Adding the Classify Functionality

Now we want to train our AI on the training data, and then automatically classify any new data we add to our spreadsheet.

Open the Apps Script environment from your Google Sheets. Click the Extensions tab. From the menu that appears, click the Apps Script option, which will take you to the environment.

Click on Apps Scripts after duplicating our sheet to get access to the code

Remember the API key you generated earlier? We’ll need that right now because we’re going to start by defining a constant to store it.

Const TOKEN = ‘<insert-api-key-here>’

Do not share this API key. If you duplicate our Google Sheet, you’ll notice that we haven’t left our key in there either, so you’ll need to add yours to make this work.

Let’s build our Classify function!

function classify(s_args, s_input) {

This is a basic function definition taking in two parameters. The first one (s_args) is the range of cells for our training data. The second one (s_input) is the new text we want to label or classify.

Let’s start adding our logic between the curly braces. First, we want to extract the training data from s_args and package it into something that the Cohere API can ingest.

let inputs = [s_input];
let examples = [];
for (let i = 0; i< s_args.length; i++) {
    //this is assuming label is always the 2nd parameter
    examples.push({"text" : s_args[i][0] , "label" : s_args[i][1]})
const data = {
    'examples': examples,
    'inputs' : inputs

Our ‘data’ package is ready with a list of labeled ‘examples’ and the unlabeled ‘input’ we want to classify.

Let’s call the Cohere API to classify this. We’re going to pass through our data package along with our authentication headers and other metadata to the Cohere Classify endpoint and then store the response in an aptly named ‘response’ object.

const options = {
    'headers' : { 'Authorization' : 'Bearer ' + TOKEN },
    'method' : 'post',
    'model' : 'medium',
    'contentType': 'application/json',
    'payload' : JSON.stringify(data)
const response = UrlFetchApp.fetch('', options);

Now let’s parse the response and extract the class predictions and our confidence level.

let jsonObj = JSON.parse(response.getContentText());
let classicationObj = jsonObj.classifications[0];
let ourPrediction = classicationObj.prediction;
let confidencesArr = classicationObj.confidences;
let confidenceLvl;
if (ourPrediction == "Positive") {
    //use the second confidence level
    confidenceLvl = (parseFloat(confidencesArr[1].confidence) * 100).toFixed(2) + "%";
} else {
    //use the first confidence level
    confidenceLvl = (parseFloat(confidencesArr[0].confidence) * 100).toFixed(2) + "%";

Finally, we output this back into the cell which we call the function.

let displayString = "PREDICTION: " + ourPrediction + " review\n" + "Confidence Level: " + confidenceLvl + "\n";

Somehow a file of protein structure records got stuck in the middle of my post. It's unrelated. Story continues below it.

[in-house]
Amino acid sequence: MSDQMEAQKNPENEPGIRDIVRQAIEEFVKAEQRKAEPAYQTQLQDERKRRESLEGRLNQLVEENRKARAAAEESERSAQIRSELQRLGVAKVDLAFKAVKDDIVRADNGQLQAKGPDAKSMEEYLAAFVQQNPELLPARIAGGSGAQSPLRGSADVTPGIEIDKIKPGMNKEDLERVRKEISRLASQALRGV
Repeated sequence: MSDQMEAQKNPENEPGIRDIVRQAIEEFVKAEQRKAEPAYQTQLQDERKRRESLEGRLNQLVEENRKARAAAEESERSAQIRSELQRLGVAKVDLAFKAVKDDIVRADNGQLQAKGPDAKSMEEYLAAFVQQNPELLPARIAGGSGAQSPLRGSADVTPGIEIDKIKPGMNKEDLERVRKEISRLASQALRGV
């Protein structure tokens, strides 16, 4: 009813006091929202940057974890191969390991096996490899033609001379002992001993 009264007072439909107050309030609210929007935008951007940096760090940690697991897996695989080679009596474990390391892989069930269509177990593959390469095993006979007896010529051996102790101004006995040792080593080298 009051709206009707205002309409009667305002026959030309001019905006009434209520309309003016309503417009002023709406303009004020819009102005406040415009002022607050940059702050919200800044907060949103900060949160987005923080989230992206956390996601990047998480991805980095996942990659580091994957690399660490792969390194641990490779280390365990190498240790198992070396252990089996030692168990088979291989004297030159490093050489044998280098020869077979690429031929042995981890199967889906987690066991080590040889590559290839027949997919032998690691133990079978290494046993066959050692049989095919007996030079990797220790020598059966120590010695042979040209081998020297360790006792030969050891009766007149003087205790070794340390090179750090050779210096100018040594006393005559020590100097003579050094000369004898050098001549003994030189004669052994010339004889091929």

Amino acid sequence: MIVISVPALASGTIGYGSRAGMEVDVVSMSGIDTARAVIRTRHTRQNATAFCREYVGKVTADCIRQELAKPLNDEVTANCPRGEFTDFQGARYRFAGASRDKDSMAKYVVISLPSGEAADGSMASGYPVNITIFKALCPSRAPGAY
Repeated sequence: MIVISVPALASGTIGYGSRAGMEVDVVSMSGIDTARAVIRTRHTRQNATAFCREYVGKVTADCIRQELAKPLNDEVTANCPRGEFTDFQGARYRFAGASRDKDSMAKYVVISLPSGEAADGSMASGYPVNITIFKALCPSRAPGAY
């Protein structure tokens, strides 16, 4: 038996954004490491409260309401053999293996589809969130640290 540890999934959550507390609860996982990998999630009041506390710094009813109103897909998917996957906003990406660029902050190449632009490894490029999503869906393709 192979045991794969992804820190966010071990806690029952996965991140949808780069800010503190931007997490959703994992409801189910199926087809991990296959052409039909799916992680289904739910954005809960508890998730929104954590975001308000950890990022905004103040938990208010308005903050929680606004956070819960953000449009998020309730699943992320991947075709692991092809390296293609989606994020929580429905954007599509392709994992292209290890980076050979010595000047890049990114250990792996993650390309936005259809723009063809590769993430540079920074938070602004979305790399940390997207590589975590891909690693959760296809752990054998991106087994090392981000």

return displayString;

Adding the Summarize Functionality

The methodology is quite similar for summarizing, except we’re using the Generate Endpoint instead of the Classify Endpoint.

In the classification function, we passed in labeled examples. For summarization, we want to give examples of text and its summary as well. To keep things simple, we’ve hard-coded this into the function but you can make it dynamic as we did with classification (except you’ll need to provide your own pre-written summaries as training examples).

function summarize(cell_value) {

As you can see, we’re taking only one input, the text we want to summarize, as our parameter, and the following logic goes between the curly brackets.

let raw = JSON.stringify({
    "prompt": "TEXT: Loved it loved the style. I didn’t think I would love it. I didn’t love the trailer, but when I saw the whole movie, I was really impressed. I liked all the short stories, the mix of black and white, the humour, and comedy that was present in this movie.\n\nTLDR: I loved it, and I like all the stories in this movie.\n--\nTEXT: I read on the news that interest rates are going up. Does this impact the interest rate in my savings account?\n\nTLDR: Will rising interest rates impact my savings account?\n--\nTEXT: I went online for information about Dockers Khaki pants. The size my husband wears are very hard to find in stores. I was very impressed with the selection I had and he was thrilled to have all these pants without having them taken up in the length. The delivery was quick (especially during Christmas) and I really appreciate all the effort made to send us the selections we chose.\n\nTLDR: I was impressed by their selection and quick delivery. My husband was thrilled to have pants in his size.\n--\nTEXT: My family situation is changing and I need to update my risk profile for my equity investments.\n\nTLDR: I need to update my investment risk profile\n--\nTEXT: " + cell_value + "\n\nTLDR:",